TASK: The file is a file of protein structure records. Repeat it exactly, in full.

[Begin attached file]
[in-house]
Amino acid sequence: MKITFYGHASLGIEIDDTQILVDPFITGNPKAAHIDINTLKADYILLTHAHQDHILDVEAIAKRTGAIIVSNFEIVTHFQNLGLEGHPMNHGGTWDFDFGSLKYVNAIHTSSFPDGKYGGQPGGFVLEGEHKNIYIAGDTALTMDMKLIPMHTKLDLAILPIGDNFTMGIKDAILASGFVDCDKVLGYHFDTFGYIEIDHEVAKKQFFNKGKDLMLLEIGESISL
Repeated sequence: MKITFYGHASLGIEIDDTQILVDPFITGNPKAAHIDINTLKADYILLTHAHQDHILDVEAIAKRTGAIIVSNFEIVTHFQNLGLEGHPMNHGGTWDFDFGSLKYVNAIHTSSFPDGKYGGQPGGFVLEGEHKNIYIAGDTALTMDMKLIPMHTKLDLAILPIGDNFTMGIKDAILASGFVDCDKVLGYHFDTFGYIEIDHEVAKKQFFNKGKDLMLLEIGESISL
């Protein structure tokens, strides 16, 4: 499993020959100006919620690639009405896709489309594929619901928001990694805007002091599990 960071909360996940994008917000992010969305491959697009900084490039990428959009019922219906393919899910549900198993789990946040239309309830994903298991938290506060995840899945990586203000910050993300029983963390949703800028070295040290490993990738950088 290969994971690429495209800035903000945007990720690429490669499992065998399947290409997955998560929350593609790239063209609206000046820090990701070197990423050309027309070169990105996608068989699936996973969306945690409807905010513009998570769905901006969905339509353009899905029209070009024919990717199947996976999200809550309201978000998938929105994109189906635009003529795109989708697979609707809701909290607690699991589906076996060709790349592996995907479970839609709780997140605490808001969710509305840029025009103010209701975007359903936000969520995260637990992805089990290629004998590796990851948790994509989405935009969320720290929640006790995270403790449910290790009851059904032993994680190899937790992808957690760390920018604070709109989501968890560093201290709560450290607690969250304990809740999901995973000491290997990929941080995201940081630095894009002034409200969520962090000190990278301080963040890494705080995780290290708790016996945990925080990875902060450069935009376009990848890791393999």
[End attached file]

[in-house]
Amino acid sequence: MKITFYGHASLGIEIDDTQILVDPFITGNPKAAHIDINTLKADYILLTHAHQDHILDVEAIAKRTGAIIVSNFEIVTHFQNLGLEGHPMNHGGTWDFDFGSLKYVNAIHTSSFPDGKYGGQPGGFVLEGEHKNIYIAGDTALTMDMKLIPMHTKLDLAILPIGDNFTMGIKDAILASGFVDCDKVLGYHFDTFGYIEIDHEVAKKQFFNKGKDLMLLEIGESISL
Repeated sequence: MKITFYGHASLGIEIDDTQILVDPFITGNPKAAHIDINTLKADYILLTHAHQDHILDVEAIAKRTGAIIVSNFEIVTHFQNLGLEGHPMNHGGTWDFDFGSLKYVNAIHTSSFPDGKYGGQPGGFVLEGEHKNIYIAGDTALTMDMKLIPMHTKLDLAILPIGDNFTMGIKDAILASGFVDCDKVLGYHFDTFGYIEIDHEVAKKQFFNKGKDLMLLEIGESISL
């Protein structure tokens, strides 16, 4: 499993020959100006919620690639009405896709489309594929619901928001990694805007002091599990 960071909360996940994008917000992010969305491959697009900084490039990428959009019922219906393919899910549900198993789990946040239309309830994903298991938290506060995840899945990586203000910050993300029983963390949703800028070295040290490993990738950088 290969994971690429495209800035903000945007990720690429490669499992065998399947290409997955998560929350593609790239063209609206000046820090990701070197990423050309027309070169990105996608068989699936996973969306945690409807905010513009998570769905901006969905339509353009899905029209070009024919990717199947996976999200809550309201978000998938929105994109189906635009003529795109989708697979609707809701909290607690699991589906076996060709790349592996995907479970839609709780997140605490808001969710509305840029025009103010209701975007359903936000969520995260637990992805089990290629004998590796990851948790994509989405935009969320720290929640006790995270403790449910290790009851059904032993994680190899937790992808957690760390920018604070709109989501968890560093201290709560450290607690969250304990809740999901995973000491290997990929941080995201940081630095894009002034409200969520962090000190990278301080963040890494705080995780290290708790016996945990925080990875902060450069935009376009990848890791393999």